June 28, 2011, 12:51:01 PM
 #8

I also don't understand the reasoning. If you're serious about a currency becoming a major player in the world, you'd at least try to keep the expected single unit value in the same order of magnitude as existing currencies. That's also what was done with the €. Once it exists it will lead its own life and establish natural exchange rate levels, but 21M can never do that.

In any case, we can always correct it. Just create a new currency, which is not minable, but only obtainable by exchanging BTC. The BTC that is exchanged will be lost from the Bitcoin circuit.

You could think of multiple coexisting virtual currencies, each based on its own economical model.
We can fix it just by changing the capitalization. Just as 1 calorie is 4.814 joules but 1 Calorie is 4,814 joules, if at some point in the future, 4.814 BitCoins is a fortune, we can call it 4,814 BiTcoins.

I am an employee of Ripple.
1Joe1Katzci1rFcsr9HH7SLuHVnDy2aihZ BM-NBM3FRExVJSJJamV9ccgyWvQfratUHgN
wareen
Millionaire
Hero Member
*****
Offline Offline

Activity: 742

bitcoin-austria.at


View Profile
June 28, 2011, 12:53:58 PM
 #9

The 21 million actually derive from a few other educated guesses, which may be a bit easier to relate to:
- 10 minutes between blocks (network propagation delay doesn't allow this to be much lower)
- 50 BTC per block (that's probably the most arbitrary)
- 4 years between block reward halving (that might come from expectations about the growth-rate of Bitcoin usage)

The 4 years were rounded down to 210.000 blocks probably just to have nicer numbers.

Pity he didn't chose 100 BTC per block to start with, because then we'd have a total of 42 million BTC Wink

I also don't understand the reasoning. If you're serious about a currency becoming a major player in the world, you'd at least try to keep the expected single unit value in the same order of magnitude as existing currencies.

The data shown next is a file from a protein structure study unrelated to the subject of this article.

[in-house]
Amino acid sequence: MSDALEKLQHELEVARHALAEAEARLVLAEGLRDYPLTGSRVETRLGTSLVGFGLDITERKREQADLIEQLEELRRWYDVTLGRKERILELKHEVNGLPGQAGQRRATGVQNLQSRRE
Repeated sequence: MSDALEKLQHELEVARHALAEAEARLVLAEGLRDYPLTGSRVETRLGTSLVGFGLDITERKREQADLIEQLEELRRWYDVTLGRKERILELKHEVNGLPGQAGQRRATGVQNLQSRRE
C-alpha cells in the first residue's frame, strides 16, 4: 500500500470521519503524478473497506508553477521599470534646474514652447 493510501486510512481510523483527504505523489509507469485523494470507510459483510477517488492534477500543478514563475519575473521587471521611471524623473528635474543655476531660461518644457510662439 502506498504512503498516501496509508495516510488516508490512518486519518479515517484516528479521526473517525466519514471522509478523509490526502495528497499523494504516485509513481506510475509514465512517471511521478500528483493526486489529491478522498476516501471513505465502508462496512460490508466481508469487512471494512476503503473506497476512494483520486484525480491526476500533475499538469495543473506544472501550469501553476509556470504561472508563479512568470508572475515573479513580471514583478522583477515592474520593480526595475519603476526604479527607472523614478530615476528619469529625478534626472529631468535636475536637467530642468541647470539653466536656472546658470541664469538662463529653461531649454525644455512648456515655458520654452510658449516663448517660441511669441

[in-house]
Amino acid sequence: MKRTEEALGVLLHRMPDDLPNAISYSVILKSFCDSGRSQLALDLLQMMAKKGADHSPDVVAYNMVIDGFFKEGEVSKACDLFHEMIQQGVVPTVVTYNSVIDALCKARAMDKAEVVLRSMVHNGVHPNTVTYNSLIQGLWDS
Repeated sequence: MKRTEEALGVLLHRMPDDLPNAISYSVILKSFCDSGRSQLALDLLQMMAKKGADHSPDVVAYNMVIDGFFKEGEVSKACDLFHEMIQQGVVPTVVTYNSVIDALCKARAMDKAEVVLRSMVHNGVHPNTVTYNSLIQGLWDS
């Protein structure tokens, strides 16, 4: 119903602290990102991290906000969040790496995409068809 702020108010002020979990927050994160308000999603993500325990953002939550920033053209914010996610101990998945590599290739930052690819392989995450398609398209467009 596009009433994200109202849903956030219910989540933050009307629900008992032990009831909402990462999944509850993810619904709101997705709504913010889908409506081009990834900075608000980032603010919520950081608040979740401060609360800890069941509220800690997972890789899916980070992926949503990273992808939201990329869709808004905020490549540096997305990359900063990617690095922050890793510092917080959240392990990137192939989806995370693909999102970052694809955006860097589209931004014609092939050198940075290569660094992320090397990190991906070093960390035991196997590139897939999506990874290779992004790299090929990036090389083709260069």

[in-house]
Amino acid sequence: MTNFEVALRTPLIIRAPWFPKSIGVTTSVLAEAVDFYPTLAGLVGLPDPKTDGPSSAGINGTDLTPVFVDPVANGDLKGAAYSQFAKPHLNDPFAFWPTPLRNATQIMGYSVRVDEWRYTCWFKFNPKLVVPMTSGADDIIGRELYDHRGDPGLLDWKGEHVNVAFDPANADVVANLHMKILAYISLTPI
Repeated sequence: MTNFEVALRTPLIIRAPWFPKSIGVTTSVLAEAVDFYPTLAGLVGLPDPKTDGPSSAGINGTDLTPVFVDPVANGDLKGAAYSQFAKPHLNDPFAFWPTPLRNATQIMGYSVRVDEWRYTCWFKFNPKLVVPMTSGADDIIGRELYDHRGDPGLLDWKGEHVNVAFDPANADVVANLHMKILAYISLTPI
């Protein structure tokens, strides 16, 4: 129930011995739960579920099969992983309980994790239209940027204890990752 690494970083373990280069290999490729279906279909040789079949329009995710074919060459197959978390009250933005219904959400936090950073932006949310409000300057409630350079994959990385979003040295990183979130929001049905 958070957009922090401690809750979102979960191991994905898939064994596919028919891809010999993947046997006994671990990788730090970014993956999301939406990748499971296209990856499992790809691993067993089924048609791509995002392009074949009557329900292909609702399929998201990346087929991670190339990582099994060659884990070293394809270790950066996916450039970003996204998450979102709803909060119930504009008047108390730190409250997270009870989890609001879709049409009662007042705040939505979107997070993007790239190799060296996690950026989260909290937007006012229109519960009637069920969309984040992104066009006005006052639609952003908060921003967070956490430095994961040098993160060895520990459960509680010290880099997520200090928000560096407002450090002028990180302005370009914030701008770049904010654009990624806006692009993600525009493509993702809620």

That's not going to work because Bitcoin price is so highly volatile. Even an order of magnitude can be crossed quickly within weeks as we have seen. If you design it around the market capitalization of the whole world economy (or only the part which is accounted in USD) then we'd have to deal with immensely large numbers now or the inflationary phase of Bitcoin would be much much longer.
tymothy
Full Member
***
Offline Offline

Activity: 224


View Profile
June 28, 2011, 01:00:35 PM
 #10

Why 21 million specifically? I want to imagine that it's some nice fraction of the USD value of the money supply of all world currencies (21 trillion? glancing at Wikipedia) give or take. So if the value of the Bitcoin economy was valued at 1-ten thousandth of all existing currencies, it would trade at .01 USD, which looks good enough for it to be on par with the Yen and other currency's exchange rate and give it the potential to be taken seriously as a currency. And one-ten thousanth seemed very possible on the low end, so 21 million was decided. Complete guess.
stic.man
Full Member
***
Offline Offline

Activity: 168


View Profile
June 28, 2011, 01:20:08 PM
 #11

dude loved blackjack
luxgladius
Newbie
*
Offline Offline

Activity: 28


View Profile
June 28, 2011, 01:23:24 PM
 #12

Keep in mind that "a Bitcoin" doesn't exist in any real sense in the code. What does exist is the satoshi (.00000001 BTC). In other words, there's not really such a thing as 21 million Bitcoins. Rather, in the technical sense there are 21x10^6*10^8=2.1x10^15 = 2.1 quadrillion satoshis. In comparison, according to Google, the world GDP is about $56 trillion, which is to say about 5.6 quadrillion pennies. (Yes, I know the whole world GDP is not actually measured in dollars, but go with me here.) So really, it's not that ridiculous a level of volume.
phatsphere
Hero Member
*****
Offline Offline

Activity: 739


View Profile
June 28, 2011, 01:25:54 PM
 #13

21M is not a hard limit where the supply will suddenly stop. it's a limit process and the 21M will never actually be reached! therefore, this is somehow mathematically equivalent to an infinite supply ... thank's to the number of decimal digits, it's also no problem at all.
koin
Legendary
*
Offline Offline

Activity: 874


View Profile
June 28, 2011, 01:28:37 PM
 #14

Has anyone that is familiar with the source code behind bitcoin figured out why such an arbitrary number was chosen, and why it's so low to begin with?